Do I have your attention? If you live in most of the United States outside of the west coast, Florida and, interestingly, parts of Alaska, you have just about had enough of winter this year. I happen to be writing this from the Boston area which has been the epicenter of snow, ice dams, parking-space wars and freezing cold temperatures this year.
As much as I’d like to kvetch a bit about the weather, I’ll resist the temptation. The extra hour of daylight we now have is putting me in a better mood and besides this blog is supposed to be about making and printing envelopes and web printing. So, I’ll take advantage of the early onset of spring fever on a 50 degree day to clean out some thoughts that have been hanging around all winter.
Hard to believe but commercial digital printing has only been around for a little over 20 years. While there have been tremendous strides made in the technology and it’s become the standard for small quantity, quick turn printing not to mention personalized direct mail, digital still represents less than 20% of the total print market by some estimates. How much that increases over time will be an interesting market study pitting convenience against quality. That’s not to say that digital printing doesn’t produce excellent quality. But when held up against offset, there’s no comparison at least to my eye. When audio CDs hit the market, it wasn’t long before vinyl records were hard to find. I think if digital printing were going to make the same inroads versus offset, it would have happened by now.
A few weeks ago the Boston Globe featured an article about how the Grateful Dead were planning one final tour this summer. The fact that they are doing a concert without Jerry Garcia is odd enough. But perhaps the most interesting aspect is that they were giving hardcore fans the option to order tickets by mail before they went on sale online. According the article (sorry I couldn’t find the link) it was a huge success and there were pictures of tie-died clad office workers moving about trays of envelopes received from fans and then sending the tickets back in the mail. Given the average age of Dead fans, along with the assumption of their, shall we say, uniqueness, it’s not hard to see how this could be a successful tactic for ensuring that the hardcore fans (presumably those who still know how to include a stamped, self-addressed reply envelope) get first crack at the seats. Might be a nice gimmick for other summer tours.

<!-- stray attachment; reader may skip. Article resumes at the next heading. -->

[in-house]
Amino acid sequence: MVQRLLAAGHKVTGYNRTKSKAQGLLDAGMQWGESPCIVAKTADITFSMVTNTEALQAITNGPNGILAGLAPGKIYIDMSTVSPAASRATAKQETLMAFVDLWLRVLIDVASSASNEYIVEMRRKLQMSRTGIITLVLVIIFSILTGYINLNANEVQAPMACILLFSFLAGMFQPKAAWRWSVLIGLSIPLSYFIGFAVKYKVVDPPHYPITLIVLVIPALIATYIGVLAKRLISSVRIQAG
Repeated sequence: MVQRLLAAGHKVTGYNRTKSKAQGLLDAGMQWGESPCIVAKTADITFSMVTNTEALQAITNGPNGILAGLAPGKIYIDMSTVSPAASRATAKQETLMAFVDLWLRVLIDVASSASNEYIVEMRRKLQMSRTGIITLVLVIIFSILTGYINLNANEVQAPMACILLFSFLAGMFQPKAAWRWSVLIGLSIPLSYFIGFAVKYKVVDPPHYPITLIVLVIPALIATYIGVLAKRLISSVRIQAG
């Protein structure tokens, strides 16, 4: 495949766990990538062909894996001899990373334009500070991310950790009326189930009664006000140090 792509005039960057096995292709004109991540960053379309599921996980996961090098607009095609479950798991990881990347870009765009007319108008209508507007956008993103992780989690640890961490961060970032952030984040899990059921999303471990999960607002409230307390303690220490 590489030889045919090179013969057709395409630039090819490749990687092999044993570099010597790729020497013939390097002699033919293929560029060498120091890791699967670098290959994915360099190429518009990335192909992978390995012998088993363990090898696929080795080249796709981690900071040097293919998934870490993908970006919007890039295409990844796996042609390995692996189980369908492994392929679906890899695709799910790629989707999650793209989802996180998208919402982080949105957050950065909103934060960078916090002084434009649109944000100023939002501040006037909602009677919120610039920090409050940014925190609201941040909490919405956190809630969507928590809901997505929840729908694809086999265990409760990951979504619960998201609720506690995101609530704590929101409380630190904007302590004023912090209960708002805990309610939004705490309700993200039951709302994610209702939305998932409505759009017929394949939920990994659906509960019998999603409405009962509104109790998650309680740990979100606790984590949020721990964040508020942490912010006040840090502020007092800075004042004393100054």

Haven’t written about the Post Office in a while but since we passed Groundhog Day a month or so ago I thought I’d report that the news is basically the same as it ever was. On the plus side, operating revenue increased over 9% which was on top of the 8% or so increase from the previous year. This was pretty much all due to increased revenue from package delivery. However, the Service incurred a net loss of over $5 billion which is roughly the same as the year before and the year before that. And yes, the Post Office blames the deficit on the fact that they have to fund a significant portion of their retiree health care costs rather than carry them on their books as an unfunded liability. They have been assigning this blame for many years as well. Is anyone else hearing the faint strains of “I Got You Babe” in the background?
Lastly, here’s to the truck drivers and package delivery personnel (yes, that includes you guys at the Post Office – you do a fine job!) who have struggled mightily over the past couple of months or so in the greater Boston area trying to make the deliveries and commitments that we and many of our customers count on. It’s been tough getting around not to mention trying to back into a loading dock or parking lot. We appreciate all you do and couldn’t run our business without you.
Happy almost spring!